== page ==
Intermountain to provide 'clinical governance' for Cerner's Defense EHR bid

Cerner is putting all its cards on the table in its quest for the U.S. Department of Defense's electronic health record contract; the EHR vendor announced Wednesday that it is entering a strategic agreement with Salt Lake City-based provider system Intermountain Healthcare on its bid.

With the help of Intermountain, Cerner said in an announcement that it will provide clinical governance of solutions and workflow to be proposed for the Department of Defense's Healthcare Management System Modernization (DHMSM) initiative.

Intermountain will serve on Cerner's advisory and governance structures, informing the EHR vendor's participation in the project from deployment to clinical systems architecture, according to the announcement. 

In addition to Intermountain, the Cerner bid also includes Leidos and Accenture Federal Services.  

The single contract, expected to be worth $11 billion over the next decade, is designed to replace all the military's legacy clinical systems, which cover 9.8 million people at an array of healthcare facilities worldwide.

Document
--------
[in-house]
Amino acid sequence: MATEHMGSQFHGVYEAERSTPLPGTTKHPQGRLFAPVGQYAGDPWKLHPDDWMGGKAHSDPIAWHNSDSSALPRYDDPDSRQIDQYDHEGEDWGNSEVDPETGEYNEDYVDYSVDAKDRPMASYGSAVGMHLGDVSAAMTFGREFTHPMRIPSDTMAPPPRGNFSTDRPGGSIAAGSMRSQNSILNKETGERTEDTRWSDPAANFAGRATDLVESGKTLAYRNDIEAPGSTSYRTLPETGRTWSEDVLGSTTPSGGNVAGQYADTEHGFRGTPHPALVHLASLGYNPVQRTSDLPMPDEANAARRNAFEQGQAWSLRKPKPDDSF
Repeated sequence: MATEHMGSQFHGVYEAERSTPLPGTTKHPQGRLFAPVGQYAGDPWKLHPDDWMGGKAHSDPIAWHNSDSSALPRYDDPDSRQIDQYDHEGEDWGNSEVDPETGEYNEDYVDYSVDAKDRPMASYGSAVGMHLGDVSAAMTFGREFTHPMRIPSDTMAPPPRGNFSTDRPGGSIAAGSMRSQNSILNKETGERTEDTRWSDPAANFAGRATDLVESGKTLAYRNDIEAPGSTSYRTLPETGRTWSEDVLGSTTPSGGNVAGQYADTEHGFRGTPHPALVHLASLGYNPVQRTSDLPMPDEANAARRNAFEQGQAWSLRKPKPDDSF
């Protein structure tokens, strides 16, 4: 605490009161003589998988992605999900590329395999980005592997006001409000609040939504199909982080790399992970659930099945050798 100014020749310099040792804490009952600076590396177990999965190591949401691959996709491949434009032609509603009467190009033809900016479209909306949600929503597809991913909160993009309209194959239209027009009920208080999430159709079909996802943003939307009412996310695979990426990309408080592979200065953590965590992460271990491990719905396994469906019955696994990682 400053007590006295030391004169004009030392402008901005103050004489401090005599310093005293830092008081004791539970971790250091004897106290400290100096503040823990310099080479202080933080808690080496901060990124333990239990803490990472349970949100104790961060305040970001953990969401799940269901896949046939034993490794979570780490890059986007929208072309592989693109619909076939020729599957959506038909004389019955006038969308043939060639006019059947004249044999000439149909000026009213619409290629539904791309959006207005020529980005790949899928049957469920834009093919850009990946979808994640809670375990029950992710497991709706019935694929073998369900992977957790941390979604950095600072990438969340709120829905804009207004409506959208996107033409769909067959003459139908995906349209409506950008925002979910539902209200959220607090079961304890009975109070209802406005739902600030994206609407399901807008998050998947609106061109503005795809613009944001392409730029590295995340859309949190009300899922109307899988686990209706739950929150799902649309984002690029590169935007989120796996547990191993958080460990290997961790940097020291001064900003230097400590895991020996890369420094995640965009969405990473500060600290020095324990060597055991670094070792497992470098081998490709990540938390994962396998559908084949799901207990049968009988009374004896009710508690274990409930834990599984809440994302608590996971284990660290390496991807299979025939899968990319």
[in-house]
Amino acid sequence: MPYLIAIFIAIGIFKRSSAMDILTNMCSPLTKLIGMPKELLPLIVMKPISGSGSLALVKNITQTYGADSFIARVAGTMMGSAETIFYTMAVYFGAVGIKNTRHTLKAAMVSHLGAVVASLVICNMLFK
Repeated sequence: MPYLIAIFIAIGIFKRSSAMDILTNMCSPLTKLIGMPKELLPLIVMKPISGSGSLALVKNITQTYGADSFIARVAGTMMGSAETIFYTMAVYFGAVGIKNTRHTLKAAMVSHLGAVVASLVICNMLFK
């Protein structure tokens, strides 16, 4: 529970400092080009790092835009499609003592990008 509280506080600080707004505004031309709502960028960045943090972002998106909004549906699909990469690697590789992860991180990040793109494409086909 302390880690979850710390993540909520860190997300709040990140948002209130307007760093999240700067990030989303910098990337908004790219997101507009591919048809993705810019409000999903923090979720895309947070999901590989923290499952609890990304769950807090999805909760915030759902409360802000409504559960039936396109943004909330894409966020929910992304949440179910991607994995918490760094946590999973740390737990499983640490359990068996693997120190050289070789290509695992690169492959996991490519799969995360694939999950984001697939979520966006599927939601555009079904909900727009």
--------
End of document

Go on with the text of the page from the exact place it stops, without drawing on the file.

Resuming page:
Earlier this month, PwC, Medsphere, DSS Inc. and General Dynamics Information Technology teamed up for a contract bid, with plans to merge "open source" software with commercial applications in its proposal.

In June, IBM and Verona, Wisconsin-based Epic announced their intent to partner for the bid, and in August they added consulting firm Impact Advisors to their team.

Computer Sciences Corp., Allscripts and Hewlett Packard have also announced intentions to throw their hat into the ring.

The Pentagon will accept bids through Oct. 9, with the EHR contract expected to be awarded in the third quarter of 2015.

To learn more:
- read the Cerner announcement

Suggested Articles

Roche, which already owned a 12.6% stake in Flatiron Health, has agreed to buy the health IT company for $1.9 billion.

Allscripts managed to acquire two EHR platforms for just $50 million by selling off a portion of McKesson's portfolio for as much as $235 million.

Artificial intelligence could help physicians predict a patient's risk of developing a deadly infection.